AUGUSTA — Local taxpayers aren’t paying enough to fund the city’s schools, according to a state calculation under the Essential Programs and Services funding model.

This year, and in other recent years, Augusta’s local funding for schools has been below the required minimum local share of the overall school budget, as determined by the complex, and much-criticized state school funding formula. The Essential Programs and Services funding model is designed to set the minimum amount required to provide a basic education.

This year, Augusta taxpayers contributed $787,000, or 3 percent, less than the state funding model indicated was their share of the total Augusta school budget, according to figures that Superintendent James Anastasio presented to the City Council on Thursday.

“Regardless of where we are from an EPS standpoint, the citizens get a really get a good bang for their buck and we provide a good, quality education,” Anastasio said.

Anastasio said Augusta is one of only nine Maine school districts, out of about 150, that receive at least $10 million a year that are below the threshold. Waterville and Newport are the two other central Maine school districts on the list.

Last year’s $54.9 million combined city and school budget in Augusta increased taxes by 3.9 percent.

The school budget accounted for $27.9 million of that total, a 2.7 percent increase over the previous year. Of that, $12.7 million came from local property taxes, $799,000 more than the previous year, a 6.5 percent increase.

But to comply with state school funding rules next year, local taxpayers may have to dig deeper.

Anastasio said the gap between what the state formula, which changes from year to year, indicates what Augusta taxpayers should be contributing and what Augusta actually spends is made wider when the School Department ends up saving money compared to what was budgeted. That happens when teachers with higher salaries are replaced with teachers making less money, or when cost savings are found in other ways.

The School Department carries over those unspent money in an unassigned fund balance account, and in most recent years it has used some of that money to help cover the next year’s budget while limiting that new budget’s effect on taxpayers.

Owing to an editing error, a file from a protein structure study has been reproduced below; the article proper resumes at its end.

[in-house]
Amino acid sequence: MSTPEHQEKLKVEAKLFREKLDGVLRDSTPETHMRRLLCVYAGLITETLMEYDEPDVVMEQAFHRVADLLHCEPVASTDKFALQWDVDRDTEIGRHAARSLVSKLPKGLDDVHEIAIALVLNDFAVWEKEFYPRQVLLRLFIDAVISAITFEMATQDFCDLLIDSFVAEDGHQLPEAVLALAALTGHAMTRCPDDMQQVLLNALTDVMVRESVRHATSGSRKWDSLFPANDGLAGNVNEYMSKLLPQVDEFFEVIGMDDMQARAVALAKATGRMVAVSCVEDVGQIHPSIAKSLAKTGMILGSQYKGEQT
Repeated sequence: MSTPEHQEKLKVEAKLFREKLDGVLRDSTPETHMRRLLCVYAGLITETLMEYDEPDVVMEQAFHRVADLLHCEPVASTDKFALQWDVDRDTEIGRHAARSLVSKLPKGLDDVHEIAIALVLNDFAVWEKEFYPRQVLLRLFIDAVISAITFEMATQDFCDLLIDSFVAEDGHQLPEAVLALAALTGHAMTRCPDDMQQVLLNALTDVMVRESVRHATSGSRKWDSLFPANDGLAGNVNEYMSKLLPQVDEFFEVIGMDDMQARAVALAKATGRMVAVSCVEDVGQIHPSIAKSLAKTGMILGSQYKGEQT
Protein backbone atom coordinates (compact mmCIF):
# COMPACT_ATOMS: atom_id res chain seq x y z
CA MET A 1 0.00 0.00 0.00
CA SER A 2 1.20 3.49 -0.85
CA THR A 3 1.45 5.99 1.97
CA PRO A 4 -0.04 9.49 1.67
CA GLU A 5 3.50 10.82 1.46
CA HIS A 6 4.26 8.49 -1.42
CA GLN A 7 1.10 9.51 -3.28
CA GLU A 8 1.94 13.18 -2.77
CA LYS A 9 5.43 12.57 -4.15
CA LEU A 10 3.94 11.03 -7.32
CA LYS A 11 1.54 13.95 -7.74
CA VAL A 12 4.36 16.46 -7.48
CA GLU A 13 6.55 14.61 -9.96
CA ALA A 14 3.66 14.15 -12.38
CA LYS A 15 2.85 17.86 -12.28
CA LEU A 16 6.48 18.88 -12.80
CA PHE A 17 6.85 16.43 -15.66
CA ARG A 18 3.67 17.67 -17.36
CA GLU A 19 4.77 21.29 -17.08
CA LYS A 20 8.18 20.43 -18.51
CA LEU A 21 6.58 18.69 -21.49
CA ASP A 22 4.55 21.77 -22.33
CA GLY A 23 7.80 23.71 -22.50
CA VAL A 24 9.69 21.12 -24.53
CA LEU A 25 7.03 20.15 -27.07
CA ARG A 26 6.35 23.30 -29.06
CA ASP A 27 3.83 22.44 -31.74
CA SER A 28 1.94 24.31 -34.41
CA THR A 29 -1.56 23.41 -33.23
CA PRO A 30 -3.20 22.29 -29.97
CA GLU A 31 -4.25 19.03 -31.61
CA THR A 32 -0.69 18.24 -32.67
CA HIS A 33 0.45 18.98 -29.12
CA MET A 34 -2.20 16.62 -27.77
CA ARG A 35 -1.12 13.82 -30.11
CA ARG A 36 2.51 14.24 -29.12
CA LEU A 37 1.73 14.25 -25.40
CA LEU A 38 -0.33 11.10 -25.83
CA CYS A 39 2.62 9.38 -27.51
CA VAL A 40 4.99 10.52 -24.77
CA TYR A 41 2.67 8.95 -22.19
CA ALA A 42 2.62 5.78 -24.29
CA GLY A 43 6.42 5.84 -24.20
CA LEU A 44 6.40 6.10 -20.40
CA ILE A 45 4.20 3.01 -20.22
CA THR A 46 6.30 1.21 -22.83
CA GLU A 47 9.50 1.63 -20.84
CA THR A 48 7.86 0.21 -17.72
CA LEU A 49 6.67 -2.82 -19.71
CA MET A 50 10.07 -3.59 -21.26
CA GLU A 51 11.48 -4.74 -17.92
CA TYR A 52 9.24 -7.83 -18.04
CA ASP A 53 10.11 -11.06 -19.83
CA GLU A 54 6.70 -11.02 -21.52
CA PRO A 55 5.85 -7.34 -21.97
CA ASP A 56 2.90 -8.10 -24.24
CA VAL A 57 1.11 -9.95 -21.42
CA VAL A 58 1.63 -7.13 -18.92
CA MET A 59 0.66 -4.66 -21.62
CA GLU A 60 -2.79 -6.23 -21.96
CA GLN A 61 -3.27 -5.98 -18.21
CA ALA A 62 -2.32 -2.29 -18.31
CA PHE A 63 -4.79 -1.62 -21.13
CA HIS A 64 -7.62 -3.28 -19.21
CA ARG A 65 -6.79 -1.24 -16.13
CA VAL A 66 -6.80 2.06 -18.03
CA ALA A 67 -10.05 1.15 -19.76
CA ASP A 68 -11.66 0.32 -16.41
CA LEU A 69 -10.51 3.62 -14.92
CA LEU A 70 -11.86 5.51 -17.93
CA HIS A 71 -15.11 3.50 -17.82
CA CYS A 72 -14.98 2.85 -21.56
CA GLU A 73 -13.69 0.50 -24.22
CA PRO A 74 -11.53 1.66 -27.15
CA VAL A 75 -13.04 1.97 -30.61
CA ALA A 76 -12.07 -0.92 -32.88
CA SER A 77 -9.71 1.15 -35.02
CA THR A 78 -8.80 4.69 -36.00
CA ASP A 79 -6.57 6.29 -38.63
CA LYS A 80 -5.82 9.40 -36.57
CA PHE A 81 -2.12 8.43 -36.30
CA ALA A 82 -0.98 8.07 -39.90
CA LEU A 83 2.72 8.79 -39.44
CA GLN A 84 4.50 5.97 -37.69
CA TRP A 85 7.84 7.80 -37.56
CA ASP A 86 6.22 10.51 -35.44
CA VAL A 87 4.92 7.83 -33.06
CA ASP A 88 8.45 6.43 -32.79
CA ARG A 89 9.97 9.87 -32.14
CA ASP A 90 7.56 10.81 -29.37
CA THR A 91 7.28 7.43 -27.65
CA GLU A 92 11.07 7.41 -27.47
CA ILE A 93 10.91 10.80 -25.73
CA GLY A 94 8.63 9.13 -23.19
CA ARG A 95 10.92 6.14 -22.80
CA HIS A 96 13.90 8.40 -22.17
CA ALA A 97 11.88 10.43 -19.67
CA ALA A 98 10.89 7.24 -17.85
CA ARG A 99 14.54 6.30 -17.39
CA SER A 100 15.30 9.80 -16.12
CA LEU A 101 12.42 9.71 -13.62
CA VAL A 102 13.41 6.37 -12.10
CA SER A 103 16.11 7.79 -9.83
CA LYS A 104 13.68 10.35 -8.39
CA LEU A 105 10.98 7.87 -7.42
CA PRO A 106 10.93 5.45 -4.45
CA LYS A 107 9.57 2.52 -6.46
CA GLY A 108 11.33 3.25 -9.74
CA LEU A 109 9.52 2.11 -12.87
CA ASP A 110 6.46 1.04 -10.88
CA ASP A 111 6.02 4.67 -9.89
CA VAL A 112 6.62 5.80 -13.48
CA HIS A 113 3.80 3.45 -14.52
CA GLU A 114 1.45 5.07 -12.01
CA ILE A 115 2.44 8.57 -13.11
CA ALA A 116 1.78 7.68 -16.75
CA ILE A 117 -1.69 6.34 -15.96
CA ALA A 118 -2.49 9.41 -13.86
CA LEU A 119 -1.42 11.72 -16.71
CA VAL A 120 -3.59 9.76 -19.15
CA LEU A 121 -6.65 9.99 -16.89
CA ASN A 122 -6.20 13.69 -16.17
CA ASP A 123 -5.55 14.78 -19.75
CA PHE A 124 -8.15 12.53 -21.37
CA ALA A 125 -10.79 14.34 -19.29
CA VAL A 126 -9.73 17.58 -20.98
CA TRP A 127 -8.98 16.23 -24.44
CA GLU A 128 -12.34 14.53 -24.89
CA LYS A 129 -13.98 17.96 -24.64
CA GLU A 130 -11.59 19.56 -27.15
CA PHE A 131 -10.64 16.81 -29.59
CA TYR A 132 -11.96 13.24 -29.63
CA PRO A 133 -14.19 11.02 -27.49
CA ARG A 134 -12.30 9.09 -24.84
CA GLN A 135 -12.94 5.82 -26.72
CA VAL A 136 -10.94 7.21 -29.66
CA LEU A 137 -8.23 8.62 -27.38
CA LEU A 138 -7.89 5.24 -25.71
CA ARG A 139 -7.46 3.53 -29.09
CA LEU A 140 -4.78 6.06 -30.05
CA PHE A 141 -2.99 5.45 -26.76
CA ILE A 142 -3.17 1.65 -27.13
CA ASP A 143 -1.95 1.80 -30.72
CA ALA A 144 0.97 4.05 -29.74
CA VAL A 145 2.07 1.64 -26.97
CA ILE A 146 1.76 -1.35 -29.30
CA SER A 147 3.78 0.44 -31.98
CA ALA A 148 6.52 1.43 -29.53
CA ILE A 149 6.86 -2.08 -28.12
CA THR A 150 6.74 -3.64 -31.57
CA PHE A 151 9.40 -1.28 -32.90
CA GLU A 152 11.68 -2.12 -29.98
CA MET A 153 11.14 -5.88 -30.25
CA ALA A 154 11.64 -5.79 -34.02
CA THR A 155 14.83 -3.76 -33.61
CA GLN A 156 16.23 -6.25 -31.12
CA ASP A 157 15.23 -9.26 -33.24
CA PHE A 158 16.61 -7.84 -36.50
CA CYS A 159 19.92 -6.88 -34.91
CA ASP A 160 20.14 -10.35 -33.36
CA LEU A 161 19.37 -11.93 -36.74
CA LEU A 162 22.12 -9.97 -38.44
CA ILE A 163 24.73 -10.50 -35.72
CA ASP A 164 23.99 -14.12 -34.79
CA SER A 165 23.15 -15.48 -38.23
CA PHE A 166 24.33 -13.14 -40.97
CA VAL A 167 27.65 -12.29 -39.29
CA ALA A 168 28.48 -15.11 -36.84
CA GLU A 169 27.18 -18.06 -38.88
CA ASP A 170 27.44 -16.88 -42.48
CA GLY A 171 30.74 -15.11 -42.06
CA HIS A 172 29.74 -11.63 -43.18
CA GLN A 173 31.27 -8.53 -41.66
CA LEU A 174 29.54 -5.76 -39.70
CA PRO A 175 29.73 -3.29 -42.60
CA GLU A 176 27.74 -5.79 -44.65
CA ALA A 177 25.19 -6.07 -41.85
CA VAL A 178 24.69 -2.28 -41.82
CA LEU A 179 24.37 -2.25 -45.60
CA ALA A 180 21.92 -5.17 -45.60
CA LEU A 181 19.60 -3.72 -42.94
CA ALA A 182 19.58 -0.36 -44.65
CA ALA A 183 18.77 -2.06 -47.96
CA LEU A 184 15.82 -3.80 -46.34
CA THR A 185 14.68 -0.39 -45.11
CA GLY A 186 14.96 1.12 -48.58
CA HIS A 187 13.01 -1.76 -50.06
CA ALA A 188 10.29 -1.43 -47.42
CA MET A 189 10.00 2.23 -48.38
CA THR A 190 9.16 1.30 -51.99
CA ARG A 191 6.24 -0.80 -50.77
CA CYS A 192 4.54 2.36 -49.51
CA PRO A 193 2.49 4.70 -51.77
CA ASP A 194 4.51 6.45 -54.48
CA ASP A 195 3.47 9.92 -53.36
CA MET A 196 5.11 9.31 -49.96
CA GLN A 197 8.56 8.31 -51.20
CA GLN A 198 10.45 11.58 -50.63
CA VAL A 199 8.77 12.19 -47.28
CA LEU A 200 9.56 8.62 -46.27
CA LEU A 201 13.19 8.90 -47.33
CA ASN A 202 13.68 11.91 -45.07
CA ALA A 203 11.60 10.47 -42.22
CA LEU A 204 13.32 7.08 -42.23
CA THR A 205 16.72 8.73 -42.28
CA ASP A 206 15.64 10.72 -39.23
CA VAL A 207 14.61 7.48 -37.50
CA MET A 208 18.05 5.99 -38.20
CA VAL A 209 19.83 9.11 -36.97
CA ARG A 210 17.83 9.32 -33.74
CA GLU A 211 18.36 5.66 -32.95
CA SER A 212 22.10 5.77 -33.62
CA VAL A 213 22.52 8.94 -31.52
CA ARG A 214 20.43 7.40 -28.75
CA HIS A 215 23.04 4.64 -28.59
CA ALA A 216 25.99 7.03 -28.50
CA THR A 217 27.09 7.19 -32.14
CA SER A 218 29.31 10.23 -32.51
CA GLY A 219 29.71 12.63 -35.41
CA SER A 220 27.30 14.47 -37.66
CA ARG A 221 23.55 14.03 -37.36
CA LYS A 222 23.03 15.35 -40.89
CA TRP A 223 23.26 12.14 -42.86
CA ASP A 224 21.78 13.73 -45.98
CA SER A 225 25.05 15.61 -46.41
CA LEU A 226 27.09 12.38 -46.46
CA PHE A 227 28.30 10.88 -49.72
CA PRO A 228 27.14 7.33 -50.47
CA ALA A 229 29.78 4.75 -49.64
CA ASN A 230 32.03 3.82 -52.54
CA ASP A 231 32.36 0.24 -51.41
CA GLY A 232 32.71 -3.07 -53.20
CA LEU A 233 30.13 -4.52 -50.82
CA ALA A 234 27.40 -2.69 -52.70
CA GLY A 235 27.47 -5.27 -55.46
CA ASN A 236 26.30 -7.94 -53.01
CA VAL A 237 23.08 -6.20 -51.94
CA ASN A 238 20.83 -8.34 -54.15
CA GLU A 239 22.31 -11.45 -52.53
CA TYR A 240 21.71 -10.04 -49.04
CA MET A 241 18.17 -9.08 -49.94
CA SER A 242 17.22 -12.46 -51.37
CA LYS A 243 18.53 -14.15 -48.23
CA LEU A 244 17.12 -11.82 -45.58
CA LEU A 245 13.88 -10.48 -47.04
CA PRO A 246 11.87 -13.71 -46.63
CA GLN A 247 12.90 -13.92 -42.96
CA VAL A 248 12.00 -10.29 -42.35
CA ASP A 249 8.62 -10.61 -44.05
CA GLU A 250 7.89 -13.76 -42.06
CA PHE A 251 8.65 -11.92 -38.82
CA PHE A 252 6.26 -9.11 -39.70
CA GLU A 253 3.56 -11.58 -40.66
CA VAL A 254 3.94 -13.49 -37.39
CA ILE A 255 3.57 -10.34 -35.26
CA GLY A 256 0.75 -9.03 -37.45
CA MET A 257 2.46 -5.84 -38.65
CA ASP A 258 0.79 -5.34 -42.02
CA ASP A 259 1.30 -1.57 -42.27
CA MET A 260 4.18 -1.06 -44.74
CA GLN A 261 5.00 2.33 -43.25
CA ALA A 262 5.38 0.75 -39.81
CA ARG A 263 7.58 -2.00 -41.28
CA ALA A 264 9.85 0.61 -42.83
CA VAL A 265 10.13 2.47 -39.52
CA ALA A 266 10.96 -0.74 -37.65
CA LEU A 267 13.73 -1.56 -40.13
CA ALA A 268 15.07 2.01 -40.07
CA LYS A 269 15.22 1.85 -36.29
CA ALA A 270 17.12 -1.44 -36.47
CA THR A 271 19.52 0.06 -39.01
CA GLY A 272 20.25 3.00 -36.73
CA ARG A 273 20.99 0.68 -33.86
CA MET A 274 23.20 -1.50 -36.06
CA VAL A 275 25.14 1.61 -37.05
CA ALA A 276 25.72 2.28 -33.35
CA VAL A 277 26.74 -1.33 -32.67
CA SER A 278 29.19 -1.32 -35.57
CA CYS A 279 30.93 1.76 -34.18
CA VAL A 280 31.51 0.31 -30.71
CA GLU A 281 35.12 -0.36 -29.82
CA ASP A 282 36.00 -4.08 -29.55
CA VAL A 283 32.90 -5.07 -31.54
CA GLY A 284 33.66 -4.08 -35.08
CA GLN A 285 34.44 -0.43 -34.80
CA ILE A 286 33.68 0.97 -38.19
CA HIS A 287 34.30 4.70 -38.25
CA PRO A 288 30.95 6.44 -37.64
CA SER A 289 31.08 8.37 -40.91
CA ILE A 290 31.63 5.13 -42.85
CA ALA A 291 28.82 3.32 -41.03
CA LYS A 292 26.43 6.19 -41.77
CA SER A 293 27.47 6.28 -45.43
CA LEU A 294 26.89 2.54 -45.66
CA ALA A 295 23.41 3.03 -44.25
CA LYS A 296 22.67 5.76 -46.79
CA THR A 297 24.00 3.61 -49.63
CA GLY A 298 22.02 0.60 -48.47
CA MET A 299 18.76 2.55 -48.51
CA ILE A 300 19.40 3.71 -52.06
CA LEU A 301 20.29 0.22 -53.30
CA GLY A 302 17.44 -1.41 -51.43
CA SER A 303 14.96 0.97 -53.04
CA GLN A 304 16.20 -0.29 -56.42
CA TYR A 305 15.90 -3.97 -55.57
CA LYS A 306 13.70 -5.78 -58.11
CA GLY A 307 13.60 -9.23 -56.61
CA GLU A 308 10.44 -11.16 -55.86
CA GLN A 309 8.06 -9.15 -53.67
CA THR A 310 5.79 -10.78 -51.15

Last year it used about $2 million of that money to help offset the budget.

However, that money carried over doesn’t count toward the required local share under the EPS formula, according to City Manager William Bridgeo.

“The dilemma for everybody is we look at a budget that, according to the state, is underfunded,” Anastasio said. “At the same time, we’re carrying money forward. We’ve done some things to save money. We think we have a responsibility to you, and citizens, to only spend the money we need to spend.”

Right now the School Department has an unassigned fund balance, left over from previous years, of $3.6 million. Anastasio said they anticipate using about $2 million of that to help offset the effect of next year’s school budget on taxpayers. He said a concern about using all of that money at once to offset a single year’s budget is there then would be no similar amount of money to help cover future budgets.

Mayor David Rollins said the state’s formula seems to be punishing Augusta for being thrifty with taxpayers’ money.

In prior years, Anastasio said, the state Department of Education has waived the local minimum spending requirement, but this year officials have warned that the state no longer will do so. However, he said it is not clear what the penalty could be from the state for not meeting those minimums. A state education spokeswoman did not respond immediately to a phone call or email on Friday.

The other school systems allocated at least $10 million total under the EPS formula and that did not make the local minimum contribution in 2014-2015 are: Waterville, $438,000 or 2 percent under; Auburn, $2.41 million or 7 percent under; Lewiston, $2.87 million or 5 percent under; Oxford Hills, $1.21 million or 3 percent under; Biddeford, $600,000 or 2 percent under; Belfast, $609,000 or 2 percent under; Sanford, $622,000 or 2 percent under; and Newport, $246,000 or 1 percent under, according to a memorandum provided to councilors Thursday.

Keith Edwards — 621-5647

[email protected]

Twitter: @kedwardskj

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